The second time she had the nightmares, and then the third and the fourth, the routine was the same: Gabriel heard her scream from somewhere beyond the front room, awoke her with a Word, and then stayed at her side until she fell back asleep. Soon, he began to pick up on a pattern: the nightmares only came six to seven hours after a Healing, and grew in strength over the period of half an hour to an hour before Audrey cried out. Gabriel began to adjust his schedule so that he could be inside and near her when the nightmares began, so that he could forestall them earlier. He didn't always catch them before they reached a peak, but sometimes, he could see Audrey shifting in her sleep or furrowing her brow, and that signal was enough.
Now that Gabriel was aware of how much attention he paid Audrey, he could track his own observations. He knew when he began to notice the rhythm of her breathing (two days), when he started tarrying beside the mattress after she fell asleep (four days), when he began to impulsively fix the quilt around her (five days), when he became able to predict the cycle of her hunger, her dreams, her fits of wakefulness to tend to her needs (one week). He couldn't explain his attention to her. She was nothing special—just a small, young woman, scarred in the way many humans were scarred, who had stayed alive and fiery through the apocalypse, who had the strength to trust him and the willingness to forgive him.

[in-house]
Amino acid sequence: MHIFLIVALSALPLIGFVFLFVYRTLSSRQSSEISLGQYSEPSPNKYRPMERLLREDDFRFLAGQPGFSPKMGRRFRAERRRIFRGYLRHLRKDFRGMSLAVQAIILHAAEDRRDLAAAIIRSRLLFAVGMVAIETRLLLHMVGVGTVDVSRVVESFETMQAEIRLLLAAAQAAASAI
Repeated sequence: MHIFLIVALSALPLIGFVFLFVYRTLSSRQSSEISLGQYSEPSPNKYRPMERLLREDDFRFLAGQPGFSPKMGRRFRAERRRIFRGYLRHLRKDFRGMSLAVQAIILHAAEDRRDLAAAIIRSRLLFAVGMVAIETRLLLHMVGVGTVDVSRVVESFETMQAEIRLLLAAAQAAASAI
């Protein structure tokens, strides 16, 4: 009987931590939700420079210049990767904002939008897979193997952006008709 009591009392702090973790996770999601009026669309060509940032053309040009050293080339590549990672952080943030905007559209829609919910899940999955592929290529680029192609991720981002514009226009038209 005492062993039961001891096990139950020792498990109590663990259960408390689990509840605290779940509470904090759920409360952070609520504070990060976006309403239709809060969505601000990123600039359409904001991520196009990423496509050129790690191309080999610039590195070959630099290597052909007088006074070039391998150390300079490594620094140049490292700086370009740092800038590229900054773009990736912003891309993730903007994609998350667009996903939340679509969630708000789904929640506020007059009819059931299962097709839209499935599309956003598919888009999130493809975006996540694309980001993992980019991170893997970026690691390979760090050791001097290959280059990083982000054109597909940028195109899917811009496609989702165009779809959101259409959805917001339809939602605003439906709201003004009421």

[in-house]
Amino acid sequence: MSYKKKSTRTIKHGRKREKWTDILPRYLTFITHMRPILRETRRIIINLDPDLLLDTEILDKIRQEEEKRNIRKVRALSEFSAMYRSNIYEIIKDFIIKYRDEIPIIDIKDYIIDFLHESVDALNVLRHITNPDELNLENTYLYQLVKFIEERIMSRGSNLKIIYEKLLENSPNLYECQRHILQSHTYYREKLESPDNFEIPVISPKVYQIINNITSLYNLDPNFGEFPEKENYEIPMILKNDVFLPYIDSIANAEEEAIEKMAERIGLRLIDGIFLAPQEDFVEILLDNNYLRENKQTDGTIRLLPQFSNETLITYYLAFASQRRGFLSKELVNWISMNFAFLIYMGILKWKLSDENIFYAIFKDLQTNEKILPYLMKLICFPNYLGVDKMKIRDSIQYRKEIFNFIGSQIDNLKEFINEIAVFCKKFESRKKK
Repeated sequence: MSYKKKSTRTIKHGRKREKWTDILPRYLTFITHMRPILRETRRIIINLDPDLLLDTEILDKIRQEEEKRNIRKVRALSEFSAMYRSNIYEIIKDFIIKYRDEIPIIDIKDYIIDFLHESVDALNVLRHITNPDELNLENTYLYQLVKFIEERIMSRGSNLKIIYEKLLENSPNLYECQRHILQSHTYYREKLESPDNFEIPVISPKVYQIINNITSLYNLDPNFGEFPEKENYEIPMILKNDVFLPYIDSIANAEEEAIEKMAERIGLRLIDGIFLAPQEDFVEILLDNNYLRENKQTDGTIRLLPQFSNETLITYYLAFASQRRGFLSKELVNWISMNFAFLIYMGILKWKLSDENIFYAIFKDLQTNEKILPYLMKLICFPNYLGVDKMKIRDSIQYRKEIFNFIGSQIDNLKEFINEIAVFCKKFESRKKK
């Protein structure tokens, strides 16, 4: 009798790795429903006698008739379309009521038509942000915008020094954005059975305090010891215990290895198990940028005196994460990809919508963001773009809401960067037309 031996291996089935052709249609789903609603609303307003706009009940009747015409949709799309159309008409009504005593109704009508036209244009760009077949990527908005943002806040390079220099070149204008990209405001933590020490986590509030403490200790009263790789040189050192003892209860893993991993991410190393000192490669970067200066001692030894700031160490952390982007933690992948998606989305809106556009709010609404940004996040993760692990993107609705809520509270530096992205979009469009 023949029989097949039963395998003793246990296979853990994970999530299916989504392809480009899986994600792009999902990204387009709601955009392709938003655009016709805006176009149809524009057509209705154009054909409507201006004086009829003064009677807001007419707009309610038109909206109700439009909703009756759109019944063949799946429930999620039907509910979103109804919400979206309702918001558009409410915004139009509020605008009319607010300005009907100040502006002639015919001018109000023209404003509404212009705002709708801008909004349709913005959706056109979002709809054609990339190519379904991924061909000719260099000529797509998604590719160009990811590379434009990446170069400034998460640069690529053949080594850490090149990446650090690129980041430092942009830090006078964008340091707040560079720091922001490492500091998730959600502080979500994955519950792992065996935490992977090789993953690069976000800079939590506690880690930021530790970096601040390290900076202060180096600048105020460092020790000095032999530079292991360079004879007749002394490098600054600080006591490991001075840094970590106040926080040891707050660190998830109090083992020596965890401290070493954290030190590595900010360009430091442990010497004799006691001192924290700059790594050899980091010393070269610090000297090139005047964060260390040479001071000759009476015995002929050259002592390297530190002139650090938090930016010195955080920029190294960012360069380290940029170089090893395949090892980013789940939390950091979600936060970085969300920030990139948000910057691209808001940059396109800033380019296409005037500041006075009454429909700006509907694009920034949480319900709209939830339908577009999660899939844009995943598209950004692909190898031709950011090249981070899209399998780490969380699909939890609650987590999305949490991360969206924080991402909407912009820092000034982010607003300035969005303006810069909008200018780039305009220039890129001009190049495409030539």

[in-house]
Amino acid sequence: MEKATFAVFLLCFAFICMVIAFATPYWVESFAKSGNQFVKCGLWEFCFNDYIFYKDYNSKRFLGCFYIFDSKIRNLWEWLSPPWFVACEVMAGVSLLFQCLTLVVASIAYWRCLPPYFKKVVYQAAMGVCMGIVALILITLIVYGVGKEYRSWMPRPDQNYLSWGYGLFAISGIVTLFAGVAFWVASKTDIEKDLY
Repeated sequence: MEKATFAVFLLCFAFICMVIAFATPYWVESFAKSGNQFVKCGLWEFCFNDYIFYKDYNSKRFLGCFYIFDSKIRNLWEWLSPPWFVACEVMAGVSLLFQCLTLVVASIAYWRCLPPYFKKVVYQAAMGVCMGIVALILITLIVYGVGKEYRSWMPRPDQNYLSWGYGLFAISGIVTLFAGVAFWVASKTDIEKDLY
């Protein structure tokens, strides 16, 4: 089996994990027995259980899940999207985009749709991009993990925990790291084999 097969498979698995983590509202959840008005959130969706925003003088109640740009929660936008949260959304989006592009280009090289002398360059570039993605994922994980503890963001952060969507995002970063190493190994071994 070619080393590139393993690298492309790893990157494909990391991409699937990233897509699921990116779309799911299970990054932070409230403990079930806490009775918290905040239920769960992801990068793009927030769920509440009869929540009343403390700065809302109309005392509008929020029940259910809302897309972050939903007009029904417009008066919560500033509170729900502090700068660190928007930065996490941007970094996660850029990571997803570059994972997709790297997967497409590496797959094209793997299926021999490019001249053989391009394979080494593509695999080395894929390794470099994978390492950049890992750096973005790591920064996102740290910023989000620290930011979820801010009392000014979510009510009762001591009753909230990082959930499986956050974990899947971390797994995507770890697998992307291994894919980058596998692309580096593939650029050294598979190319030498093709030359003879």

He did not feel a need to find a reason.
Between the Healings, feeding Audrey, and taking care of Apple, Gabriel found himself suitably occupied. He read less than he would have liked; taking care of his charges consumed his reading time, and what time he had left was inevitably spent sleeping. Gabriel did not need to sleep as much or as deeply as Audrey did, but he still needed to sleep, and he did so beside the mattress, situated so that the rising sun or moon always struck his back through the uncovered window. The change in light always roused him, allowing him to keep track of the days, and then weeks, as they passed.
Audrey healed. Apple grew healthier, and fatter. The rest of the house beyond the basement, front room and bathroom, grew dusty from disuse. The barn grew cleaner from the attention. The apples ran out. Occasional short scouting trips were made to retrieve food and water as their supplies were depleted. Gabriel watched over them all, and time went by.